Our Verification Process and Criteria
  • Ample Experience Attorneys must meet stringent qualifications and prove they practice in the area of law they’re verified in.
  • Good Standing Be in good standing with their bar associations and maintain a clean disciplinary record.
  • Annual Review Submit to an annual review to retain their Lead Counsel Verified status.
  • Client Commitment Pledge to follow the highest quality client service and ethical standards.

Find a Child Custody Attorney near Tulsa

Visit our free Child Custody Resource Center.

Shared Custody and Visitation

When parents of a child are separated or get a divorce, they have to determine the child’s custody and visitation rights. Custody arrangements can include shared custody or sole custody. Joint legal custody and joint physical custody mean the parents both have the right to make legal decisions for the child and share physical time with the child. Even when both parents have shared custody, the parent who spends the most time with the child is generally considered the custodial parent. The other parent has visitation rights and can see the child based on the visitation schedule and custody order.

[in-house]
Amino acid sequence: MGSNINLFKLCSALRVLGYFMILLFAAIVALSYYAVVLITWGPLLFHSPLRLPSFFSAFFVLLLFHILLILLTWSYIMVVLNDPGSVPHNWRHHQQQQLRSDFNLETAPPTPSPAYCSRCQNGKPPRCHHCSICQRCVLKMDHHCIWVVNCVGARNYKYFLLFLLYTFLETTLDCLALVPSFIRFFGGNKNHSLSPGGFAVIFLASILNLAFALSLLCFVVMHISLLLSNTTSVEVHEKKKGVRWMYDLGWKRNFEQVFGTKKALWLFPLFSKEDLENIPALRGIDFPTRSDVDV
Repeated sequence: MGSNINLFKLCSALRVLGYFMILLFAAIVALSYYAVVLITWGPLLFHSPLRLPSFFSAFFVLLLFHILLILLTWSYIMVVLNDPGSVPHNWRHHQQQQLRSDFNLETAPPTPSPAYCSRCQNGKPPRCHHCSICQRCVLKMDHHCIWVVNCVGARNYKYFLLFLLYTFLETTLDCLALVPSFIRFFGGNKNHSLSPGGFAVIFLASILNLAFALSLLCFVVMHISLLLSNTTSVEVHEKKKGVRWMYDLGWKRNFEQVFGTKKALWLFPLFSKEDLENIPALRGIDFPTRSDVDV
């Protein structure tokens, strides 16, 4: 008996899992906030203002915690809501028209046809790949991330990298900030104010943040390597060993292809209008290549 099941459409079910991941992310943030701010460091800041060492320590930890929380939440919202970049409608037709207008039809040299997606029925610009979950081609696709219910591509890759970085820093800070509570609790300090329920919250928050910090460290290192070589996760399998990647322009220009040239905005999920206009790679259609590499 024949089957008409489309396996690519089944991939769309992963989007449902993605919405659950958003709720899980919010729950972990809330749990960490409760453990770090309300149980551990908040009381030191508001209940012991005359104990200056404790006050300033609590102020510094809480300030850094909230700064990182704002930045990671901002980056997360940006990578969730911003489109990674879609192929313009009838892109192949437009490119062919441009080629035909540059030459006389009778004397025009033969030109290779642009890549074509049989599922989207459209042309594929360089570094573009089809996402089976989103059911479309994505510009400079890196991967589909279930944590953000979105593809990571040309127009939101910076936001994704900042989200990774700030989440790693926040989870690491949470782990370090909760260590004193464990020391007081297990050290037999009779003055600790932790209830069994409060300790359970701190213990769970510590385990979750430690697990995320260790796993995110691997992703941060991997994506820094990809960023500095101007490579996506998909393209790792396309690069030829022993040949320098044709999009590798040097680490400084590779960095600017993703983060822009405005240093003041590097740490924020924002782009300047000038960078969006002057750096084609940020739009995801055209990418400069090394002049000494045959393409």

Legal Issues in Child Custody Disputes

When parents cannot agree on a child custody agreement that works for everybody, they may have to go to court to have family law matters decided. In most cases, the court will first have the parents go through mediation to work together on a schedule. If mediation does not work, the court may decide the custody and visitation arrangement.

How Do Judges Decide Child Custody

Family court judges must consider what is in the best interests of the child when determining custody. The court can consider several factors, including the child’s relationship with the parents, the parents’ work schedules, the child’s wishes, siblings and extended family, distance between parents, cooperation of the parents, safety and stability, and any other relevant factors. In most cases, judges emphasize making sure the child will spend time with both parents. To make this happen, a judge will likely want to know what each parent’s home environment is like, whether each parent will be able to give a child the proper attention, and in which situation the child will be most likely to thrive.